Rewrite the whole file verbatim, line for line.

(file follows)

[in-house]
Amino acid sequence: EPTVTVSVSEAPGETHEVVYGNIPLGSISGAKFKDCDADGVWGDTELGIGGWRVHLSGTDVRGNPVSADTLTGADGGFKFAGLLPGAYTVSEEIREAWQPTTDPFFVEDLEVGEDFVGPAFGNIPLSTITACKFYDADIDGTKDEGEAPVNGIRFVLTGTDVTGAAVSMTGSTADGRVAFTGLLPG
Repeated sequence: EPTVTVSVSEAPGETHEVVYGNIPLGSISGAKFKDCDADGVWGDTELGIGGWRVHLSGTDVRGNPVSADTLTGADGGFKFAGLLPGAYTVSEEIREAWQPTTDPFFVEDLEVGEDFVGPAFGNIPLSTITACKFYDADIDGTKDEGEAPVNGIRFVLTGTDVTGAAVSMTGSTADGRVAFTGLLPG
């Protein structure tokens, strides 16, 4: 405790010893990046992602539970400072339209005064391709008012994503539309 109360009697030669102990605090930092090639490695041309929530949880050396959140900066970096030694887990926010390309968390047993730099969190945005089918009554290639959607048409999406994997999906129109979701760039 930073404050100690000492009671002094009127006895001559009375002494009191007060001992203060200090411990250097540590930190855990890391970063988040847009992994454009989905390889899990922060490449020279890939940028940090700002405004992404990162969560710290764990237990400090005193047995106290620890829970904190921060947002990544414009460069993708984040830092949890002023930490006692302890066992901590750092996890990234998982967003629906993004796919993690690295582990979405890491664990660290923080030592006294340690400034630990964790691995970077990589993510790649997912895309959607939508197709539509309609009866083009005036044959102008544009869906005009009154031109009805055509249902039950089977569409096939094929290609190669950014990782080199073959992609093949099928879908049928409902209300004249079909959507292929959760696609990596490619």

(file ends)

[in-house]
Amino acid sequence: EPTVTVSVSEAPGETHEVVYGNIPLGSISGAKFKDCDADGVWGDTELGIGGWRVHLSGTDVRGNPVSADTLTGADGGFKFAGLLPGAYTVSEEIREAWQPTTDPFFVEDLEVGEDFVGPAFGNIPLSTITACKFYDADIDGTKDEGEAPVNGIRFVLTGTDVTGAAVSMTGSTADGRVAFTGLLPG
Repeated sequence: EPTVTVSVSEAPGETHEVVYGNIPLGSISGAKFKDCDADGVWGDTELGIGGWRVHLSGTDVRGNPVSADTLTGADGGFKFAGLLPGAYTVSEEIREAWQPTTDPFFVEDLEVGEDFVGPAFGNIPLSTITACKFYDADIDGTKDEGEAPVNGIRFVLTGTDVTGAAVSMTGSTADGRVAFTGLLPG
């Protein structure tokens, strides 16, 4: 405790010893990046992602539970400072339209005064391709008012994503539309 109360009697030669102990605090930092090639490695041309929530949880050396959140900066970096030694887990926010390309968390047993730099969190945005089918009554290639959607048409999406994997999906129109979701760039 930073404050100690000492009671002094009127006895001559009375002494009191007060001992203060200090411990250097540590930190855990890391970063988040847009992994454009989905390889899990922060490449020279890939940028940090700002405004992404990162969560710290764990237990400090005193047995106290620890829970904190921060947002990544414009460069993708984040830092949890002023930490006692302890066992901590750092996890990234998982967003629906993004796919993690690295582990979405890491664990660290923080030592006294340690400034630990964790691995970077990589993510790649997912895309959607939508197709539509309609009866083009005036044959102008544009869906005009009154031109009805055509249902039950089977569409096939094929290609190669950014990782080199073959992609093949099928879908049928409902209300004249079909959507292929959760696609990596490619």